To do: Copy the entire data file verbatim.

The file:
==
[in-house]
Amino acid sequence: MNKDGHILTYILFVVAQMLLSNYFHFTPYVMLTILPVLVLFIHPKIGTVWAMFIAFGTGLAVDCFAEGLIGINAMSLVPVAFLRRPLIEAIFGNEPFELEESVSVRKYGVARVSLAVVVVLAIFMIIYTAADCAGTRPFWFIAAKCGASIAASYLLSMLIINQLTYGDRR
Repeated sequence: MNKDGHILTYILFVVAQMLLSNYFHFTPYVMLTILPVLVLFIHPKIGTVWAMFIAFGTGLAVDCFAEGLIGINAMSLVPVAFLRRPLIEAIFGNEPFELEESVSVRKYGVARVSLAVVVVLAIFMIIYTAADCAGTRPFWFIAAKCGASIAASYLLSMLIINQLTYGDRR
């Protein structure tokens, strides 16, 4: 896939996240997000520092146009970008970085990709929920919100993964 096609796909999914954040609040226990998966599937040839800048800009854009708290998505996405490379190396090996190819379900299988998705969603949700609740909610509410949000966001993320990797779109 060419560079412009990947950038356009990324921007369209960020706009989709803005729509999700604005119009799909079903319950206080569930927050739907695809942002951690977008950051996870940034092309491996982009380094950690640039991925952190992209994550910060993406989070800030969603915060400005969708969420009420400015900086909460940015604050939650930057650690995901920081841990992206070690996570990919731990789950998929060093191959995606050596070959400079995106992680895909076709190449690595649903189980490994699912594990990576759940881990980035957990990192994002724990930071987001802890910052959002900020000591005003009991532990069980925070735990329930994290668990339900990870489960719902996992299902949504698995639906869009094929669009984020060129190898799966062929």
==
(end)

[in-house]
Amino acid sequence: MNKDGHILTYILFVVAQMLLSNYFHFTPYVMLTILPVLVLFIHPKIGTVWAMFIAFGTGLAVDCFAEGLIGINAMSLVPVAFLRRPLIEAIFGNEPFELEESVSVRKYGVARVSLAVVVVLAIFMIIYTAADCAGTRPFWFIAAKCGASIAASYLLSMLIINQLTYGDRR
Repeated sequence: MNKDGHILTYILFVVAQMLLSNYFHFTPYVMLTILPVLVLFIHPKIGTVWAMFIAFGTGLAVDCFAEGLIGINAMSLVPVAFLRRPLIEAIFGNEPFELEESVSVRKYGVARVSLAVVVVLAIFMIIYTAADCAGTRPFWFIAAKCGASIAASYLLSMLIINQLTYGDRR
């Protein structure tokens, strides 16, 4: 896939996240997000520092146009970008970085990709929920919100993964 096609796909999914954040609040226990998966599937040839800048800009854009708290998505996405490379190396090996190819379900299988998705969603949700609740909610509410949000966001993320990797779109 060419560079412009990947950038356009990324921007369209960020706009989709803005729509999700604005119009799909079903319950206080569930927050739907695809942002951690977008950051996870940034092309491996982009380094950690640039991925952190992209994550910060993406989070800030969603915060400005969708969420009420400015900086909460940015604050939650930057650690995901920081841990992206070690996570990919731990789950998929060093191959995606050596070959400079995106992680895909076709190449690595649903189980490994699912594990990576759940881990980035957990990192994002724990930071987001802890910052959002900020000591005003009991532990069980925070735990329930994290668990339900990870489960719902996992299902949504698995639906869009094929669009984020060129190898799966062929």